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New Restorative Justice Team Member!

Date Published: 02/19/2021

Afam Ayika, an EPIC organizer who was leading the work in the restorative justice community (as part of the initial Zero Youth Detention grant) was installed as the first Restorative Justice Coordinator in state history; at Rainier Beach high school in 2017. Afam worked alongside WA-BLOC and others at RBHS and the surrounding community, passing his knowledge of restorative practices/justice along. Community based RJ is currently held by WA-BLOC at RBHS and by various community organizing groups like RBAC throughout the Southeast Seattle community. Beginning in late 2020, Afam joined the WA-BLOC Restorative Justice Team. In the video below, Afam talks about how his role in implementing Restorative Justice at RBHS has changed over the years. We are so happy to have Afam as a member of the WA-BLOC Team and are thrilled to be continuing this work alongside him.

Black Healing Circles

James Williams has been a Restorative Justice Coordinator with WA-BLOC for the past three years supporting the RJ work at Rainier Beach High School. In July of 2020, the RJ Team started a Black Healing Circle series to provide a safe space for Black folx in the community to grieve and build community with one another. James discusses the need that the Black Healing Circles were born out of and the nature of their impact on participants.

Restorative Justice at Emerson Elementary

Tyra Griffith has been leading the Restorative Justice work at Emerson Elementary this school year, working closely with admin and staff to build a culture using school-wide Restorative Practice to foster relationships and create community in order to address conflict restoratively. Tyra and Erin Rasmussen, Principal at Emerson, reflect on the shifts they've witnessed in school and staff culture and how they've seen Restorative Justice work influence other spaces in the school for the better.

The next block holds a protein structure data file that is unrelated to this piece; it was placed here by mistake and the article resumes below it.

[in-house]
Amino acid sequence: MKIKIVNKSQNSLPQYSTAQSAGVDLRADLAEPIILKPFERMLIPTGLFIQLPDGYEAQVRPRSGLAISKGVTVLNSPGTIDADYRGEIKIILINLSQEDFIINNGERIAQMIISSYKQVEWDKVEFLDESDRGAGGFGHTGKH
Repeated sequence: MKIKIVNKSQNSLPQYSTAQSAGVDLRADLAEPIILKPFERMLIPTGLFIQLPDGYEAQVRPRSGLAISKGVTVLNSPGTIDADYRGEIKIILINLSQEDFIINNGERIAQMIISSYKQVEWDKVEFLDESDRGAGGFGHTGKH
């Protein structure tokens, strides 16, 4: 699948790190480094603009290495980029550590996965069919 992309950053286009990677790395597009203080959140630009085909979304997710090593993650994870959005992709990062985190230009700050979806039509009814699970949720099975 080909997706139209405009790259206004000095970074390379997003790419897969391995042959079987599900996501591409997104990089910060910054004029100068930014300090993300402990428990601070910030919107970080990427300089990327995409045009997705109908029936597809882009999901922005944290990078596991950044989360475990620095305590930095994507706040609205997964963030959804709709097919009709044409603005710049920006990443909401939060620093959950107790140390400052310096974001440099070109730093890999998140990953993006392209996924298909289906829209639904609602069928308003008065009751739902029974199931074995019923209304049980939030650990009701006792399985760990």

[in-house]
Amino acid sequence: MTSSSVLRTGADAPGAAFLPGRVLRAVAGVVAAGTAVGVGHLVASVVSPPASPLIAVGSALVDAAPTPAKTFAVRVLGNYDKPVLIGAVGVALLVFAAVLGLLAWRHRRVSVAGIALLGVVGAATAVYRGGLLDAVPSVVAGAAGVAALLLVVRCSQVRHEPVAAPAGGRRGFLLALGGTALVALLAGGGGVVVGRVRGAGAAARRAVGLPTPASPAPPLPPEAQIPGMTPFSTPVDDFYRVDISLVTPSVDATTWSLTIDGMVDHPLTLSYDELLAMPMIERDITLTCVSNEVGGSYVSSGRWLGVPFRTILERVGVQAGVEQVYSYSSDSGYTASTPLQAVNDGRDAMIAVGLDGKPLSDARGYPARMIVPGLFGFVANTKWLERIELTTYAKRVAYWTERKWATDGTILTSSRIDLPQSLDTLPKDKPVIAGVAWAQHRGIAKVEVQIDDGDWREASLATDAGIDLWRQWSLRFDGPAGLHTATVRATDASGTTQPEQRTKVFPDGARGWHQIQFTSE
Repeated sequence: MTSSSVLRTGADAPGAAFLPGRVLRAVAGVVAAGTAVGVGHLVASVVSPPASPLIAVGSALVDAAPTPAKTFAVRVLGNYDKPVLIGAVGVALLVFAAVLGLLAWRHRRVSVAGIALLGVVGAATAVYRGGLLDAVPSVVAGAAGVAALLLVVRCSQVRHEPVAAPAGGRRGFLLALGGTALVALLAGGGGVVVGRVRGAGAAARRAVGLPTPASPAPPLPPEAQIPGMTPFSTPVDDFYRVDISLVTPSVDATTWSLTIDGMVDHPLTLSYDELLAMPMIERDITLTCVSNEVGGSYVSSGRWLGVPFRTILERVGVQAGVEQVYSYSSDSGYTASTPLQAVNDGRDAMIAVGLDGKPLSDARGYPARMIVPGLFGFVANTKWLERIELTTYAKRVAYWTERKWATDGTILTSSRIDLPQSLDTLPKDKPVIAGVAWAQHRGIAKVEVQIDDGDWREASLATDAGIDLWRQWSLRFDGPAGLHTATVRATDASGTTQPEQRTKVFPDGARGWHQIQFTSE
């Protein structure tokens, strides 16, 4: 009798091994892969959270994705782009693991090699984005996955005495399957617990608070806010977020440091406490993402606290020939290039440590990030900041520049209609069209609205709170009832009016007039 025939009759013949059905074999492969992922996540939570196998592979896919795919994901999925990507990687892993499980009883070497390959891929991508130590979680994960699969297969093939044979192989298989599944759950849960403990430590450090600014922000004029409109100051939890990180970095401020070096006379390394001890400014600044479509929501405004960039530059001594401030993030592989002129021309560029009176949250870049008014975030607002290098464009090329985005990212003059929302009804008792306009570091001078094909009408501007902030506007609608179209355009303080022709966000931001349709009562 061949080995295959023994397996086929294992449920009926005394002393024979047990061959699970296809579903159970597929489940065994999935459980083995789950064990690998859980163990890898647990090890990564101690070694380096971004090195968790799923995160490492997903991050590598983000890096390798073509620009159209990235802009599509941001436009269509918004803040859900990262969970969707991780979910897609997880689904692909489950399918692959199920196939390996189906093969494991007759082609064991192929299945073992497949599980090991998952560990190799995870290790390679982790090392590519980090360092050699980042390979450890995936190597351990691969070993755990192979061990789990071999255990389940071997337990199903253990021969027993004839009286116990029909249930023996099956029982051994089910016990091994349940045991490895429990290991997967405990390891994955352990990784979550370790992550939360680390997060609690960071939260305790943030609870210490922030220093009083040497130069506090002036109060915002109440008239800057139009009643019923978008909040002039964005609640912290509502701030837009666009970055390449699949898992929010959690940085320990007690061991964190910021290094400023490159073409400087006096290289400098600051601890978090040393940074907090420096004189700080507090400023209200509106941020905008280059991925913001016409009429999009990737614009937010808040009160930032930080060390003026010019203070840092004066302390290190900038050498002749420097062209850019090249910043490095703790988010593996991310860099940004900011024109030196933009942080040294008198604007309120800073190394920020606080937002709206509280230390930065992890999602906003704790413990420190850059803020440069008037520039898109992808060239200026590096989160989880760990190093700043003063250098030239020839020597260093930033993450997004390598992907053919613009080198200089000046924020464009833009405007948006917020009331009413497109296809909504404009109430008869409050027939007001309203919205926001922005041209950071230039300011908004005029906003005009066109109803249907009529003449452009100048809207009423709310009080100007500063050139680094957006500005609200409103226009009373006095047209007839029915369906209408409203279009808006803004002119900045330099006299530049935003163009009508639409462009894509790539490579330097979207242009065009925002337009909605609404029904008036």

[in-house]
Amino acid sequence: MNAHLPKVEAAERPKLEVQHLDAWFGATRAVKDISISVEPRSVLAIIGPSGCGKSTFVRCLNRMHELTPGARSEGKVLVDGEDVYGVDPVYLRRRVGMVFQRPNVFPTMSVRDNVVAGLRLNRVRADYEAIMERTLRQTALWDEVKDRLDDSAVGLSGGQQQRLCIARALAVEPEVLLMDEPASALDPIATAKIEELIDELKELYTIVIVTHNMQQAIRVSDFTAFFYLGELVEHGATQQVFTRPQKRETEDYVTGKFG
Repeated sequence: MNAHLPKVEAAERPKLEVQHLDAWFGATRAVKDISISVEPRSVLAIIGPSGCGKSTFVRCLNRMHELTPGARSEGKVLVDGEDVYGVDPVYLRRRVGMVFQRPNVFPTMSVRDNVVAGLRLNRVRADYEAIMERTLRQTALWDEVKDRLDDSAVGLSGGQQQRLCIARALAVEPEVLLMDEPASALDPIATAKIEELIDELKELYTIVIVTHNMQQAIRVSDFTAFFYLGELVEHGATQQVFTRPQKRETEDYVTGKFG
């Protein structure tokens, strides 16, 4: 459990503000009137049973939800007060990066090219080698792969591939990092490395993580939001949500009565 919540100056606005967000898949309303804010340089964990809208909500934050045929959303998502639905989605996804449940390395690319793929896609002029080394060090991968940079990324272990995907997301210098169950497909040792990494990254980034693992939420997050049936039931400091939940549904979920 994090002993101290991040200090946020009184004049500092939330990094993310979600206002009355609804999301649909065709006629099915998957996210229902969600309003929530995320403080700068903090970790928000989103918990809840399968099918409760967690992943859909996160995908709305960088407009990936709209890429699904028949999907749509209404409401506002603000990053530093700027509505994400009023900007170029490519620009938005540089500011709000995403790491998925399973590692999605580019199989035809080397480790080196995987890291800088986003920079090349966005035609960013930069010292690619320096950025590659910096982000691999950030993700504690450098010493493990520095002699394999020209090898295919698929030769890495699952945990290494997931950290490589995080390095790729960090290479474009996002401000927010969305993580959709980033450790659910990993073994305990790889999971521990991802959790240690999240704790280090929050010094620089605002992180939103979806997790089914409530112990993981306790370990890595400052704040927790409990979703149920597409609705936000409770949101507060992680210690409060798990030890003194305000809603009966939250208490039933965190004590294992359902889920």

Restorative Justice at Rainier Beach High School

The Restorative Justice work at Rainier Beach High School includes holding mentorship and therapeutic spaces, and training both staff and students as Circle Keepers to address conflict and build community in their classrooms.  Below, James talks about the inception of the mentorship program DJM (Don't Judge Me), a space held for young people who identify as male at Beach, and why programs like it must continue. Chelsea Gallegos, RBHS Social Worker and Restorative Justice liaison, discusses Therapeutic Thursdays and training student Circle Keepers to lead circle in their advisory classes. Grace Wedgewood, IB Spanish teacher at Beach, shares how circle has helped to build stronger community in the classroom where language expression is sometimes limited. 

Shout out RJ team for getting student circle keepers trained at RBHS, they led their circles in advisory on January 11th and here is the response from one of the teachers:

"Thank you to all of you for stepping up to be leaders with this! Ruby was our circle keeper and she absolutely crushed it. 100x better than when I do them, it really truly got my class listening and everyone shared, some stuff very personal and very powerful all around. It blew me and Mr. Otis’ mind how well and smooth that went. Sending them off with the banger from Kendrick at the end was nice, they def turned up for that! Awesome work, so so impressive!"